There are so many different varieties and ways of speaking and writing. It can be confusing at times with the different letters and ways of writing. In a lot of cases the letters can look the same, with only small differences.
We have put together a quick guide to help you to identify the different letters and which language they may come from.
Here are a few different letters
Ã, ã – When you see a letter with the little swirl on top (nasalised) you are most likely looking at Portuguese. This looks very similar to Spanish.
Ă, ă – An A with a little parenthesie lying down on top of it, normally means you are looking at Romanian. It can also be used in Vietnamese, but you will be able to tell the difference based on the other letters around it.
Ð, ð; Þ, þ – These letters are seen in Faroese and Icelandic writing and produce a “TH” sound like in thin and thick.
Ģ, ģ; Ķ, ķ; Ļ, ļ; Ņ, ņ – The Latvians are the language that use the commas under these four letters. It will be easy to tell apart from other languages.
I, ı; İ, I – An I is found in almost every language. The Turkish however when looking at the letters an uppercase I and lower case i give two different sounds.
Ł, ł – If you see a L with a little line through it you are looking at Polish writing. This is just one of the many different letters the Polish language has.
Ő, ő; Ű, ű – These 2 letters are easily identified as Hungarian. When put together they can create a long O and long U.
Ř, ř – This is a very distinctive letter of the Czech language. It is difficult to learn how to pronounce and the children growing up learning the language have trouble learning it.
Ø, ø – Norwegian and Danish both use this letter along with the Faroese. It looks like an o with a line through. Norwegian and Danish can be seen apart by a few different letters that they use.
Å, å – An A with a little ball on top is evident of one of the Scandinavian languages such as Norwegian, Danish and Swedish. These are all very similar languages with only a few small differences to tell them apart. It is also the last letter in the alphabet and can also look like double aa.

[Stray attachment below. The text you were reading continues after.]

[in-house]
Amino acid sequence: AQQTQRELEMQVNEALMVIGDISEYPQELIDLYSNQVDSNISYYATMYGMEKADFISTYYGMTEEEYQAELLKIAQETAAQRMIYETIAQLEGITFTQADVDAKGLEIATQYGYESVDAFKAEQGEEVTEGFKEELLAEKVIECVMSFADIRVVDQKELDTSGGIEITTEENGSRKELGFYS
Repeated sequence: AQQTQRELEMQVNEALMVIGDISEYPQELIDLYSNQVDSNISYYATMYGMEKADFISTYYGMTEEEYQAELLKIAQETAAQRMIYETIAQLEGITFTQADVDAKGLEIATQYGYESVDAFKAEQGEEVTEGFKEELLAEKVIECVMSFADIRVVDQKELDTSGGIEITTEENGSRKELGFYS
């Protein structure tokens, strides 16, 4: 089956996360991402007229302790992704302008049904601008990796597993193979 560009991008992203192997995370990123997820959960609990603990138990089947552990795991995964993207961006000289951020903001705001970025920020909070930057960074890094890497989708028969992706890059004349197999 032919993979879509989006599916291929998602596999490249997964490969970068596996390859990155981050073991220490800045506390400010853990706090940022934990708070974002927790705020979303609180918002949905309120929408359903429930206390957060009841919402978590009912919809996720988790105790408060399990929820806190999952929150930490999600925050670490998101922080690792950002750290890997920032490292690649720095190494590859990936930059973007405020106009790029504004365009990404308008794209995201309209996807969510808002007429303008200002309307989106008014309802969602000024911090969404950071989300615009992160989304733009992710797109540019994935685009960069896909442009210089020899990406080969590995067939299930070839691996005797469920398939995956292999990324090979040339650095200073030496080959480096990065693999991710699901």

Here are a few different languages
Afrikaans, Dutch and German – To tell these three languages apart you need to look at the smaller words that can give it away. German for “is” and “and” are ist and und, while in Dutch and Afrikaans they’re is and en. Dutch and Afrikaans are mutually intelligible. The languages are distinctly different, but with some effort, they can understand each other.
Chinese and Japanese – Chinese characters are never round like Japanese, this makes them easy to tell them apart.
Danish, Norwegian and Swedish – They all look very similar. Swedish uses ä and ö as opposed to the æ and ø used by the other two languages. Danish will also sometimes use aa instead of å.
Estonian and Finnish – The Finnish use a lot of very long and difficult words that can make up a few words in one. To tell if it is Estonian or not, if the word ends in a B or D or has an O with a swirl on top it will be Estonian.
French, Italian and Spanish – These languages use very common and similar letters and words, with a few small differences. The words “is” and “and” are all spelt differently between the three.
Gaelic, Irish, Scots, and Welsh -Welsh is quite different to the other languages and can be identified by lots of ll and ff and W is also a vowel. The Scots and Irish use accents on their vowels which can help identify them.
Languages can be difficult at first to tell apart, however with some practice and seeing them regularly you will be able to learn to tell them apart.
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